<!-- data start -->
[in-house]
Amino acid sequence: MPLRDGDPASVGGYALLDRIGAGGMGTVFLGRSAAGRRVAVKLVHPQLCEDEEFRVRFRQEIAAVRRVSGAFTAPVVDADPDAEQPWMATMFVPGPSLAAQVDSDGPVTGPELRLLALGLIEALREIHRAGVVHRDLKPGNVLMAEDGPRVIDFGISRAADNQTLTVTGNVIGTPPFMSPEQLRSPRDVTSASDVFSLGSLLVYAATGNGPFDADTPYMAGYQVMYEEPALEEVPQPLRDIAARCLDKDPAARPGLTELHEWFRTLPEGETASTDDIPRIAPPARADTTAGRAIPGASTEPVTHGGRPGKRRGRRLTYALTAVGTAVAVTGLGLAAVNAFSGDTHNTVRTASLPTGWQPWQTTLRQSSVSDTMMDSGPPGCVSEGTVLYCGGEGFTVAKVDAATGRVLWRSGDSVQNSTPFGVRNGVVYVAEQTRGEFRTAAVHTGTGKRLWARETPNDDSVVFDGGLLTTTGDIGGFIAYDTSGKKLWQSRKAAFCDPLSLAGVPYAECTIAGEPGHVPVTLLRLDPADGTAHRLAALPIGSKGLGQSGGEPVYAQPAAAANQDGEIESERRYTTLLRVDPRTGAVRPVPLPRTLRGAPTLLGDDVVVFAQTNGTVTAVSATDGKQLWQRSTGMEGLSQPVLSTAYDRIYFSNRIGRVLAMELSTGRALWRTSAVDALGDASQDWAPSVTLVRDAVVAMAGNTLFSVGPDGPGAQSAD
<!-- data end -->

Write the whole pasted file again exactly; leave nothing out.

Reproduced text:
[in-house]
Amino acid sequence: MPLRDGDPASVGGYALLDRIGAGGMGTVFLGRSAAGRRVAVKLVHPQLCEDEEFRVRFRQEIAAVRRVSGAFTAPVVDADPDAEQPWMATMFVPGPSLAAQVDSDGPVTGPELRLLALGLIEALREIHRAGVVHRDLKPGNVLMAEDGPRVIDFGISRAADNQTLTVTGNVIGTPPFMSPEQLRSPRDVTSASDVFSLGSLLVYAATGNGPFDADTPYMAGYQVMYEEPALEEVPQPLRDIAARCLDKDPAARPGLTELHEWFRTLPEGETASTDDIPRIAPPARADTTAGRAIPGASTEPVTHGGRPGKRRGRRLTYALTAVGTAVAVTGLGLAAVNAFSGDTHNTVRTASLPTGWQPWQTTLRQSSVSDTMMDSGPPGCVSEGTVLYCGGEGFTVAKVDAATGRVLWRSGDSVQNSTPFGVRNGVVYVAEQTRGEFRTAAVHTGTGKRLWARETPNDDSVVFDGGLLTTTGDIGGFIAYDTSGKKLWQSRKAAFCDPLSLAGVPYAECTIAGEPGHVPVTLLRLDPADGTAHRLAALPIGSKGLGQSGGEPVYAQPAAAANQDGEIESERRYTTLLRVDPRTGAVRPVPLPRTLRGAPTLLGDDVVVFAQTNGTVTAVSATDGKQLWQRSTGMEGLSQPVLSTAYDRIYFSNRIGRVLAMELSTGRALWRTSAVDALGDASQDWAPSVTLVRDAVVAMAGNTLFSVGPDGPGAQSAD